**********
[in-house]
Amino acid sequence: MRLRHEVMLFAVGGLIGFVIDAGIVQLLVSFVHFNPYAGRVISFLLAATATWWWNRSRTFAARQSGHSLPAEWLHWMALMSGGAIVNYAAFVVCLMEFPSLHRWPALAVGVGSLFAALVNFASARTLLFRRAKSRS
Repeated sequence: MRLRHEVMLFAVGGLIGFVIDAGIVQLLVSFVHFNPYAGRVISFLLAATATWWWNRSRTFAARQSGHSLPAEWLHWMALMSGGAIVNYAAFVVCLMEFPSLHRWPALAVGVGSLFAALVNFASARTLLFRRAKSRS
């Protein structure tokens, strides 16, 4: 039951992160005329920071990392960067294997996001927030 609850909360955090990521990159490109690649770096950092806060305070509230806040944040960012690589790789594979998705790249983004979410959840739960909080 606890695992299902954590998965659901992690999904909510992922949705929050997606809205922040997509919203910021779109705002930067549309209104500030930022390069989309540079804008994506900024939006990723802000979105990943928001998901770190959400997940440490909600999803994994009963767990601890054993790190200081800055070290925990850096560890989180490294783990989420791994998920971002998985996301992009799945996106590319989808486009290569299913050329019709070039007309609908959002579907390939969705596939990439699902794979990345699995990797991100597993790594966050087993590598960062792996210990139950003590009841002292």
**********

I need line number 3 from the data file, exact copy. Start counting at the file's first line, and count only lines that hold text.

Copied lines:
Repeated sequence: MRLRHEVMLFAVGGLIGFVIDAGIVQLLVSFVHFNPYAGRVISFLLAATATWWWNRSRTFAARQSGHSLPAEWLHWMALMSGGAIVNYAAFVVCLMEFPSLHRWPALAVGVGSLFAALVNFASARTLLFRRAKSRS